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Vintage 2013: Looks like one for the books

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I am increasingly excited by prospects of a great vintage in California for 2013.

Longtime readers of mine know that my view of vintages is that, in general, you can’t really tell the overall quality until a number of years have passed and you’ve tasted enough wines in bottle to see how they’re actually doing, as opposed to how you thought they should be doing. It’s true that most wine periodicals, including Wine Enthusiast, ask us writers to predict the quality of a vintage almost as soon as it’s over, but I’ve always striven to let readers know that such appraisals are at best preliminary educated guesses.

The last time I felt in my bones that a vintage was great, and that predictions of its quality didn’t need to be hedged, was 2007. Even at the time, I was calling it “the vintage of the century,” and  quoting winemakers who were similarly excited. Jason Drew, at Drew Family Cellars, had told me “It’s hard for me to contain myself,” he was so pleased. True, some rain came by early October, as it almost always does; but, as I noted at the time, “Luckily, once it stopped raining, warm sunshine came back and late ripeners, like Cabernet, dried out.” And indeed, 2007 has turned out to be one of those perfect California vintages where the wines were opulent right out of the bottle, but also ageworthy.

This year has been even better. Steady-as-she-goes might be the byword. There was no killer frost in the spring, no wildfires to give smoke taint to the grapes, very little in the way of heat waves, no huge production as there was last vintage, and as for that pesky rainstorm a few weeks ago, despite some concerns at the time, all it ended up doing was washing the dust off the grapes.

I always say that grapes like the same kind of weather we humans do; and we humans have been liking this summer, especially the last two months, which are the crucial ones from the harvest’s point of view. I emailed my friend, our local Channel 2’s morning meteorologist, Steve Paulson, to ask him, “I know that Sept-Oct are always described as our best weather months [in California]. But, after 35 years in the Bay Area, I can’t remember more gorgeous weather than this year. Except for that weird storm a few weeks ago (which actually was good for the grapes), the weather has been spectacular. Do you agree?” Steve replied, “I would agree! Sept/Oct. 2013 has been beautiful. Best I can remember too. Cool nights, sunny and mild to warm days. No extremes either way. The ‘weird’ rain was great in my mind. Loved it. After nearly 9 months of no rain, it was what I hope is a good sign for more ran this Winter.” So even the weatherman knows which way the wind is blowing.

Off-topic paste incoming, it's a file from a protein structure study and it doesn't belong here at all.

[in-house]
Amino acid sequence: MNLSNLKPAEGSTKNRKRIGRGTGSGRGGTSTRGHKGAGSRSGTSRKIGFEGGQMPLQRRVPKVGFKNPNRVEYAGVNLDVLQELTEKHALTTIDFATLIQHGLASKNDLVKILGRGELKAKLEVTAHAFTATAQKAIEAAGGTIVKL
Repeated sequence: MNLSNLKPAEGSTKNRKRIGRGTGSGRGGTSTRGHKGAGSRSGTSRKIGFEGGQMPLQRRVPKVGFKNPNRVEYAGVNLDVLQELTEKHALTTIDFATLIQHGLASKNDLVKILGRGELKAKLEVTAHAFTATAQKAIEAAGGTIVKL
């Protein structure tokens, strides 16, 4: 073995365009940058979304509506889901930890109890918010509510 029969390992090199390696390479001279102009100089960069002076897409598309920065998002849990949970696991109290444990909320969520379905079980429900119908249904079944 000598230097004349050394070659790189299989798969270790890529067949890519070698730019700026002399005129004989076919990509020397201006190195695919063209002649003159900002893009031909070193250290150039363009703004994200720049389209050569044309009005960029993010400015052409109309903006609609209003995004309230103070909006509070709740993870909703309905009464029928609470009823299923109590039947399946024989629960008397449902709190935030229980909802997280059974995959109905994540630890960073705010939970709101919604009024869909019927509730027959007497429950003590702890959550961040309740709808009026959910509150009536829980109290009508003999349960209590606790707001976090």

For those of you who don’t know, Steve’s reference to “nearly 9 months of no rain” underscores the severity of the drought that is gripping California the last two years. The Central Coast has been hard-hit; reports of not enough water for the grapes have been coming in for months. And just the other day, Western Farm Press reported on widespread “trepidation” among growers of all crops (not just grapes) due to “not know[ing] if they will have water…next season.”

At any rate, whatever late ripeners are left on the vine should be gathered in the next few weeks under fine, sunny skies. The next eight days or so will see continued warm [but not hot] days, with clear skies and breezy conditions. As for the winter of 2013-2014, Steve Paulson’s hope for more rain seems to be in the offing: AccuWeather is predicting that “From December through January, California will enter a period of heavy precipitation resulting in much-needed relief from the extreme drought.”

Nicholas  Miller, of the family that owns the Bien Nacido and other vineyards in Santa Barbara County, says of 2013, “From a quality perspective, this is what people dream of!” I’ll just add that, even before tasting a single barrel sample from 2013, I predict that this vintage will be one for the history books.


First crush at Tim Mondavi’s new Continuum winery

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Tim Mondavi presided over yesterday’s blessing of the grapes at his new Continuum winery facility yesterday, in an ancient Catholic ceremony famously practiced every year by his late father, Robert Mondavi. Robert’s first blessing was in 1966, at his eponymous Oakville winery. His younger son’s ceremony was up on Pritchard Hill, where his estate vineyard is located. The wines up to now have been made elsewhere, but the new winery building is now completed, just in time for the 2013 crush–which falls on the 100th anniversary of Robert’s birth.

Continuum is one helluva wine. I’ve scored it in the 90s every vintage since 2005, with 2007 taking top honors at 97 points. But then, I’ve always been a big fan of the 2007 Napa Cabs. Plush and delicious right out of the bottle, but ageworthy.